For those of you who breastfed your babies, did you ever feel sad, melancholic, anxious, or panic while nursing? How about that feeling that can only be described as some sort of homesickness? If you did, then you most likely suffered from Dysphoric Milk Ejection Reflex (D-MER). This “homesick” feeling affected me while breastfeeding both of my children and I often wondered if the brief, yet overwhelming sadness I felt was a product of postpartum depression or the “baby blues”. My curiosity prompted me to Google “sad while breastfeeding” and I was surprised to find that other women experienced this as well, and that what we were experiencing even had a name! I mentioned this to a couple of moms I know and they had felt it, too. I was amazed at how common this “condition” was and confused as to why moms weren’t warned of it or talked to about it. As with so much related to motherhood and childbearing, information did not appear to be readily available or in necessary abundance.

During my research I discovered and it made me feel at ease and comforted to know I wasn’t the only one experiencing D-MER. As the information on the home page states, D-MER occurs at the onset of letdown and only lasts a brief period of time – usually up to a couple of minutes or less (although the duration can be longer). It is caused by a significant drop in dopamine as reported here:

As noted in, it’s important to be aware of the following which are not related to D-MER:
D-MER is not a psychological response to breastfeeding.
D-MER is not nausea with letdown or any other isolated physical manifestation.
D-MER is not postpartum depression or a postpartum mood disorder.
D-MER is not a general dislike of breastfeeding.
D-MER is not the "breastfeeding aversion" that can happen to some mothers when nursing while pregnant or when nursing older toddlers.

The Australian Breastfeeding Association says this about the severity of symptoms: “Some mothers with D-MER have mild symptoms. For example they may describe it as a ‘sigh’. Other mothers with D-MER may experience severe symptoms of D-MER (eg suicidal or thoughts of self-harm).”

Again I am amazed at the lack of resources and information available from doctors, OBGYNs, lactation consultants and breastfeeding classes with respect to a condition that affects so many breastfeeding mothers and could be a direct or contributing cause to severing a breastfeeding relationship, sadness, depression, lack of enjoyment and detachment in the nursing bond. As I’m sure many other moms can attest to, there seems to be great pressure from hospitals, doctors, and other moms to breastfeed and we are consistently advised of the benefits of breastfeeding. What boggles my mind is why this relationship is not encouraged in a realistic and informed manner. In other words, why aren't we more well-informed of the possible problems and disappointments we might face while breastfeeding so that we may be better equipped to persevere? I have heard from so many new moms that they wish they would have been advised about how difficult breastfeeding can be and that armed with this knowledge they might have been better prepared to face their nursing challenges.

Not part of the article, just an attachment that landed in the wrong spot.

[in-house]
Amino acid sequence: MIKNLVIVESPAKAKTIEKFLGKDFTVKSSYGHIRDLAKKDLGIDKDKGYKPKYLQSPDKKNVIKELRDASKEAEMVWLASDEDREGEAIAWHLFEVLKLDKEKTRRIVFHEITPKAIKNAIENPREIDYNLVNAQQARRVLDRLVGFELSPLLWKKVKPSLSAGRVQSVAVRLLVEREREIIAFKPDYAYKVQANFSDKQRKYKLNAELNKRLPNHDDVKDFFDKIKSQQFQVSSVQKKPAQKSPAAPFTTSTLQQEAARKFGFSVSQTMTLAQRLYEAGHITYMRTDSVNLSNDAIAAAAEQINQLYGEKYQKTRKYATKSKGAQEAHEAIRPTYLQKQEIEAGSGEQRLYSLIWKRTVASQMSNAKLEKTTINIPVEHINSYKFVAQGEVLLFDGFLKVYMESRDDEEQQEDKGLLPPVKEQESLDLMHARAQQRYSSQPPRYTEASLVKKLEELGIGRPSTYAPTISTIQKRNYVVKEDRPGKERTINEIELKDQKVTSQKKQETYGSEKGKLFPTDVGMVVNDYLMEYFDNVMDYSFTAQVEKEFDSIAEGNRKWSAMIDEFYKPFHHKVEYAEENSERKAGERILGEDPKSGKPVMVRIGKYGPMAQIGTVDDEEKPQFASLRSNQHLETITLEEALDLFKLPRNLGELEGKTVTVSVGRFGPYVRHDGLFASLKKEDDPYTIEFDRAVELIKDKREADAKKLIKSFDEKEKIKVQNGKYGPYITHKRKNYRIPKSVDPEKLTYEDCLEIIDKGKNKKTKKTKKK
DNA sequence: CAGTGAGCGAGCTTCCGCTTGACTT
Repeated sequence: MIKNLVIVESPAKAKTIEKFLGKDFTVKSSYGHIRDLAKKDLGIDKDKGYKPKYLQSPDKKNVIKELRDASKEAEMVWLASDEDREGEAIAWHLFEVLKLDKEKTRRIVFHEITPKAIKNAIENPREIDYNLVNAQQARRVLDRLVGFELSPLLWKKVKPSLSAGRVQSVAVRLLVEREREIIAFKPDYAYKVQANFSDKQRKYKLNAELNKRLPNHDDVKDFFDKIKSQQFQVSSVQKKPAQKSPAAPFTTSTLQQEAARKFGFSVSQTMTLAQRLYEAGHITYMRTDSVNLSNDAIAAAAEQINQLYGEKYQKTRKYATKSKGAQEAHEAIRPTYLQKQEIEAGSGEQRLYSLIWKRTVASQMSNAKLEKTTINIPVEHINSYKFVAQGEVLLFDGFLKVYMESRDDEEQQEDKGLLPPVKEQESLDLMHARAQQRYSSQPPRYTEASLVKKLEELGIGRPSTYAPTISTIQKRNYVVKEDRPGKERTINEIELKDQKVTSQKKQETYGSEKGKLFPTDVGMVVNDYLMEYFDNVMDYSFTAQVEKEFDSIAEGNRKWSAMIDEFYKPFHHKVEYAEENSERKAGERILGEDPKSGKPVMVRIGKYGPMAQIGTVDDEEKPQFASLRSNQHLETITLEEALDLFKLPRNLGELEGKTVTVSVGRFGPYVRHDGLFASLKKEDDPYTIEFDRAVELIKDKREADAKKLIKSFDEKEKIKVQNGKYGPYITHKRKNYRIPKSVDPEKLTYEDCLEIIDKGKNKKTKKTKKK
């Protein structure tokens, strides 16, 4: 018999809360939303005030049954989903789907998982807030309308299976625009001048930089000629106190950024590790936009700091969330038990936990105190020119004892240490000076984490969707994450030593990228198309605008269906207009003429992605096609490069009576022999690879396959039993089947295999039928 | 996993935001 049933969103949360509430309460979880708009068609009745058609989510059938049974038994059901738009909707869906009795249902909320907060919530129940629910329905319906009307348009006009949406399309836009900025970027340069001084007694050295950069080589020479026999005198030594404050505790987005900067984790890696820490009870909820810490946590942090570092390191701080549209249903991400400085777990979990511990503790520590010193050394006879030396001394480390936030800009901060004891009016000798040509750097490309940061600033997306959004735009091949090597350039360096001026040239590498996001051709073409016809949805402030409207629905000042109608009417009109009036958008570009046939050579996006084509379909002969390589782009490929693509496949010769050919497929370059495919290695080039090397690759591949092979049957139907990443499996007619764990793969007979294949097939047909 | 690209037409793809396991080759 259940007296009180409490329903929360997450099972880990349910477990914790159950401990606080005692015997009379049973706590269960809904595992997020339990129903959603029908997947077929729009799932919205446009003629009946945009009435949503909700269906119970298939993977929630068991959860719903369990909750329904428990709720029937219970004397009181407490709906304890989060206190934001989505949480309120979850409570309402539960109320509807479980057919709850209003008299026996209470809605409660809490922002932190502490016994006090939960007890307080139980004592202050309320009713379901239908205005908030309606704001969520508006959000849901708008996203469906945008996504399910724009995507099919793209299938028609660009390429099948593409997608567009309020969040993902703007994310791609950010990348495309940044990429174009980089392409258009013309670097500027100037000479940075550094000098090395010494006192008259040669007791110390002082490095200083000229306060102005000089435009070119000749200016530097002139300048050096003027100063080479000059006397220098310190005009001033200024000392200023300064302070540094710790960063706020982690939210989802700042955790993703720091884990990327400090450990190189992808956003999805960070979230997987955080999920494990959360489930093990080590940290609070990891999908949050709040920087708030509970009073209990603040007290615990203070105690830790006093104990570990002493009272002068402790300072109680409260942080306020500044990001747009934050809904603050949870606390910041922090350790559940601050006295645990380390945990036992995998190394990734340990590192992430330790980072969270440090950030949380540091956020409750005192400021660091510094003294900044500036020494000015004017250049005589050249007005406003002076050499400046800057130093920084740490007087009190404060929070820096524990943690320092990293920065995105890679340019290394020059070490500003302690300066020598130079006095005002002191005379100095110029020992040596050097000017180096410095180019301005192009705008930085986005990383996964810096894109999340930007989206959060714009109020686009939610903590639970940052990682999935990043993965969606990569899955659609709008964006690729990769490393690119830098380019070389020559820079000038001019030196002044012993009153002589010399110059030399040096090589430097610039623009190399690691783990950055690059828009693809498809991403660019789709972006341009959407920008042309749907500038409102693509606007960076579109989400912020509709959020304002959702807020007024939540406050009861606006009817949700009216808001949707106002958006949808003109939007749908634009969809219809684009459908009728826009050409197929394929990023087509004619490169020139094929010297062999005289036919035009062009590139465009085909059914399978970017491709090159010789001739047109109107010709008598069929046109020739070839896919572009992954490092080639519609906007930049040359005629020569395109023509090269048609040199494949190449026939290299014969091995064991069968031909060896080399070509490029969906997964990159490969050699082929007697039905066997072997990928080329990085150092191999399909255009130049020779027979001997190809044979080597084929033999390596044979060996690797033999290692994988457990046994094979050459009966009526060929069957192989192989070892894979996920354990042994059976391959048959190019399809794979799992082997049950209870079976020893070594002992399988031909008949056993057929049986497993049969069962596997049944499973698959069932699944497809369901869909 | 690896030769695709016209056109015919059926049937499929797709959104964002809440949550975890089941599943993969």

I am sure that my feelings are biased based on my personal experiences as I felt quite alone, isolated, uneducated, and in despair when I began my breastfeeding journey with my firstborn. Through determination alone I was able to continue breastfeeding past the first 2 months of bleeding nipples, mastitis, engorgement, and consistent 2-hour nursing sessions. I realize there are resources I could have utilized, such as La Leche League and various breastfeeding buddies groups, however I was shy and socially awkward as a first-time mom and felt great anxiety with just the thought of reaching out. There has to be a better way to encourage a breastfeeding bond between mother and child than just listing off the benefits. We need to know the hurdles we might face and the tools we can use to overcome the disappointments and difficulties.

I wanted to write this post to help spread the knowledge about D-MER and my hope is that at least one mom will feel better about her breastfeeding experience knowing that this is a natural bodily process and she is not alone in how she feels.

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Tags: Breastfeeding, D-MER, breastfeeding, sadness


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